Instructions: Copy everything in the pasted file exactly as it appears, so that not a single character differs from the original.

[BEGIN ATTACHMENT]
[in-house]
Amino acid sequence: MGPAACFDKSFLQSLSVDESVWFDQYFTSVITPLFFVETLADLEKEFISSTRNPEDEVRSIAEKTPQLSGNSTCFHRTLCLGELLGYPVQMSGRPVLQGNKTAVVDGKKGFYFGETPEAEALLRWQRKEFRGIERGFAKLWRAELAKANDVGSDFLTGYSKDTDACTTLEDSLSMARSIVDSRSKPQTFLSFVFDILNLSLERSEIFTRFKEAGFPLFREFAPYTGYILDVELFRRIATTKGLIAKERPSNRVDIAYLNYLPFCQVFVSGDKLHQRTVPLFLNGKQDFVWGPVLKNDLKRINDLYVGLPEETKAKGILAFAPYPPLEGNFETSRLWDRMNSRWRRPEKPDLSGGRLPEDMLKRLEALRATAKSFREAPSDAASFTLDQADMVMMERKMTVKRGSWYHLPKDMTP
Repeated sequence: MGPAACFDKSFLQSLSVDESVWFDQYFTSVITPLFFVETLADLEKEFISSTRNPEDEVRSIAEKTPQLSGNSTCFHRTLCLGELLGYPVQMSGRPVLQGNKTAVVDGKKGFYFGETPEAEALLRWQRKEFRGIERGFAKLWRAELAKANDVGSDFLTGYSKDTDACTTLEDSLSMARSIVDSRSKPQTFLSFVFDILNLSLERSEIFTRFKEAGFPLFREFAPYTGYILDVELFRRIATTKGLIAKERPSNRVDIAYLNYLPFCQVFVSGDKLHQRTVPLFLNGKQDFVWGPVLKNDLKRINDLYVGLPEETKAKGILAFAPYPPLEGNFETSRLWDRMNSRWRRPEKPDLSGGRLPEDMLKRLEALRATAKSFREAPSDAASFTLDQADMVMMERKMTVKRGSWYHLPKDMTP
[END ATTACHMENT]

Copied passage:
[in-house]
Amino acid sequence: MGPAACFDKSFLQSLSVDESVWFDQYFTSVITPLFFVETLADLEKEFISSTRNPEDEVRSIAEKTPQLSGNSTCFHRTLCLGELLGYPVQMSGRPVLQGNKTAVVDGKKGFYFGETPEAEALLRWQRKEFRGIERGFAKLWRAELAKANDVGSDFLTGYSKDTDACTTLEDSLSMARSIVDSRSKPQTFLSFVFDILNLSLERSEIFTRFKEAGFPLFREFAPYTGYILDVELFRRIATTKGLIAKERPSNRVDIAYLNYLPFCQVFVSGDKLHQRTVPLFLNGKQDFVWGPVLKNDLKRINDLYVGLPEETKAKGILAFAPYPPLEGNFETSRLWDRMNSRWRRPEKPDLSGGRLPEDMLKRLEALRATAKSFREAPSDAASFTLDQADMVMMERKMTVKRGSWYHLPKDMTP
Repeated sequence: MGPAACFDKSFLQSLSVDESVWFDQYFTSVITPLFFVETLADLEKEFISSTRNPEDEVRSIAEKTPQLSGNSTCFHRTLCLGELLGYPVQMSGRPVLQGNKTAVVDGKKGFYFGETPEAEALLRWQRKEFRGIERGFAKLWRAELAKANDVGSDFLTGYSKDTDACTTLEDSLSMARSIVDSRSKPQTFLSFVFDILNLSLERSEIFTRFKEAGFPLFREFAPYTGYILDVELFRRIATTKGLIAKERPSNRVDIAYLNYLPFCQVFVSGDKLHQRTVPLFLNGKQDFVWGPVLKNDLKRINDLYVGLPEETKAKGILAFAPYPPLEGNFETSRLWDRMNSRWRRPEKPDLSGGRLPEDMLKRLEALRATAKSFREAPSDAASFTLDQADMVMMERKMTVKRGSWYHLPKDMTP